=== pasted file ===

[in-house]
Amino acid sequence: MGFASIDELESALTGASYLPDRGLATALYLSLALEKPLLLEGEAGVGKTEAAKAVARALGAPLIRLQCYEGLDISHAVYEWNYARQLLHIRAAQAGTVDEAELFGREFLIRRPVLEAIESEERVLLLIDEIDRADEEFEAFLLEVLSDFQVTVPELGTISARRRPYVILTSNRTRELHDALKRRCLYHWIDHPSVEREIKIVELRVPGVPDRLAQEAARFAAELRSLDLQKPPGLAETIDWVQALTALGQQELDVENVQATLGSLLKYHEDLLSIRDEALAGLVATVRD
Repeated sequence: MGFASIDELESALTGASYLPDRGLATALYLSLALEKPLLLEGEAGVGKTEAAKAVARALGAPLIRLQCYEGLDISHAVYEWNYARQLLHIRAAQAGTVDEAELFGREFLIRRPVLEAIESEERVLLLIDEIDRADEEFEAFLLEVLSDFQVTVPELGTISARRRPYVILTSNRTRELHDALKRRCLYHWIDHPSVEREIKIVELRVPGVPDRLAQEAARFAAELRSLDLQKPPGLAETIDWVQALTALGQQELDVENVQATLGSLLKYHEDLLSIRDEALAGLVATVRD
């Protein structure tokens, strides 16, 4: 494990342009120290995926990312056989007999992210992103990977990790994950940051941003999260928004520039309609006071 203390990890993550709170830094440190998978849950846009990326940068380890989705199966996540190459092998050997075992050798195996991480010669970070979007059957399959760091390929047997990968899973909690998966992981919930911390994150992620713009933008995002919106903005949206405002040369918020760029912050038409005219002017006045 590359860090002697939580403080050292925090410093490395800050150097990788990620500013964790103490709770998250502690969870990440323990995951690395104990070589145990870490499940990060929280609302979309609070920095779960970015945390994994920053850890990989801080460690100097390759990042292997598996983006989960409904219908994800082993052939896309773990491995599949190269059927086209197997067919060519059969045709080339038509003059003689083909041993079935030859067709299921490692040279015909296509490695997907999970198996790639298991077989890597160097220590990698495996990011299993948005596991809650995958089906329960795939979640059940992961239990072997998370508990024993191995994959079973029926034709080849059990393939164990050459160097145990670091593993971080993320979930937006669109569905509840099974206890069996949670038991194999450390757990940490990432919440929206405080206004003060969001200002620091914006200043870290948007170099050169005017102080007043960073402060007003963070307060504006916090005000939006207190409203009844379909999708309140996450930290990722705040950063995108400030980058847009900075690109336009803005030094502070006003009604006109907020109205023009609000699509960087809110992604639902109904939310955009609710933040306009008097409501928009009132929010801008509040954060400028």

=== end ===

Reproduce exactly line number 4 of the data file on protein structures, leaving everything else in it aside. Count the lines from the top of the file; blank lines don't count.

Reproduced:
């Protein structure tokens, strides 16, 4: 494990342009120290995926990312056989007999992210992103990977990790994950940051941003999260928004520039309609006071 203390990890993550709170830094440190998978849950846009990326940068380890989705199966996540190459092998050997075992050798195996991480010669970070979007059957399959760091390929047997990968899973909690998966992981919930911390994150992620713009933008995002919106903005949206405002040369918020760029912050038409005219002017006045 590359860090002697939580403080050292925090410093490395800050150097990788990620500013964790103490709770998250502690969870990440323990995951690395104990070589145990870490499940990060929280609302979309609070920095779960970015945390994994920053850890990989801080460690100097390759990042292997598996983006989960409904219908994800082993052939896309773990491995599949190269059927086209197997067919060519059969045709080339038509003059003689083909041993079935030859067709299921490692040279015909296509490695997907999970198996790639298991077989890597160097220590990698495996990011299993948005596991809650995958089906329960795939979640059940992961239990072997998370508990024993191995994959079973029926034709080849059990393939164990050459160097145990670091593993971080993320979930937006669109569905509840099974206890069996949670038991194999450390757990940490990432919440929206405080206004003060969001200002620091914006200043870290948007170099050169005017102080007043960073402060007003963070307060504006916090005000939006207190409203009844379909999708309140996450930290990722705040950063995108400030980058847009900075690109336009803005030094502070006003009604006109907020109205023009609000699509960087809110992604639902109904939310955009609710933040306009008097409501928009009132929010801008509040954060400028």